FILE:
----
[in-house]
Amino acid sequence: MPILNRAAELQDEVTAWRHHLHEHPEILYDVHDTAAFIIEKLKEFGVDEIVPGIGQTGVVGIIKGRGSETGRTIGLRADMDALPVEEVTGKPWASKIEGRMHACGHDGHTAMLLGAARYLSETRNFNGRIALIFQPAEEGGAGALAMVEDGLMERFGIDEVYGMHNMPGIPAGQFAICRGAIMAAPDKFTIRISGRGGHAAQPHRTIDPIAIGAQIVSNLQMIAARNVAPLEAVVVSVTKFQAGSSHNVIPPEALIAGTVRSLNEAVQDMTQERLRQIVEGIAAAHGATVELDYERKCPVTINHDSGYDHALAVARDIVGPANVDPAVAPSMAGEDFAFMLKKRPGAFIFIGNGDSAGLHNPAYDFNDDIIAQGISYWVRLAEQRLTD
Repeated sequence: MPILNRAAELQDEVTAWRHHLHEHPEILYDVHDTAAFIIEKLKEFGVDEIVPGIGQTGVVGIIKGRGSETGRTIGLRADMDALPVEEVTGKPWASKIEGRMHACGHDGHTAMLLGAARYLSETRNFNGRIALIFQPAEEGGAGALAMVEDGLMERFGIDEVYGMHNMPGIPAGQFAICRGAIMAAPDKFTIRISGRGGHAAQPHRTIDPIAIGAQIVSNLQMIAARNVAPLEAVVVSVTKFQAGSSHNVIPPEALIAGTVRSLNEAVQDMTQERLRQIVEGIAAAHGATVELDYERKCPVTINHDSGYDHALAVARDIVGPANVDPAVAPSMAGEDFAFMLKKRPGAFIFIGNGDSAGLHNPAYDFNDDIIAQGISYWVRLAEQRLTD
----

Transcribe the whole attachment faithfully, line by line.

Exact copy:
[in-house]
Amino acid sequence: MPILNRAAELQDEVTAWRHHLHEHPEILYDVHDTAAFIIEKLKEFGVDEIVPGIGQTGVVGIIKGRGSETGRTIGLRADMDALPVEEVTGKPWASKIEGRMHACGHDGHTAMLLGAARYLSETRNFNGRIALIFQPAEEGGAGALAMVEDGLMERFGIDEVYGMHNMPGIPAGQFAICRGAIMAAPDKFTIRISGRGGHAAQPHRTIDPIAIGAQIVSNLQMIAARNVAPLEAVVVSVTKFQAGSSHNVIPPEALIAGTVRSLNEAVQDMTQERLRQIVEGIAAAHGATVELDYERKCPVTINHDSGYDHALAVARDIVGPANVDPAVAPSMAGEDFAFMLKKRPGAFIFIGNGDSAGLHNPAYDFNDDIIAQGISYWVRLAEQRLTD
Repeated sequence: MPILNRAAELQDEVTAWRHHLHEHPEILYDVHDTAAFIIEKLKEFGVDEIVPGIGQTGVVGIIKGRGSETGRTIGLRADMDALPVEEVTGKPWASKIEGRMHACGHDGHTAMLLGAARYLSETRNFNGRIALIFQPAEEGGAGALAMVEDGLMERFGIDEVYGMHNMPGIPAGQFAICRGAIMAAPDKFTIRISGRGGHAAQPHRTIDPIAIGAQIVSNLQMIAARNVAPLEAVVVSVTKFQAGSSHNVIPPEALIAGTVRSLNEAVQDMTQERLRQIVEGIAAAHGATVELDYERKCPVTINHDSGYDHALAVARDIVGPANVDPAVAPSMAGEDFAFMLKKRPGAFIFIGNGDSAGLHNPAYDFNDDIIAQGISYWVRLAEQRLTD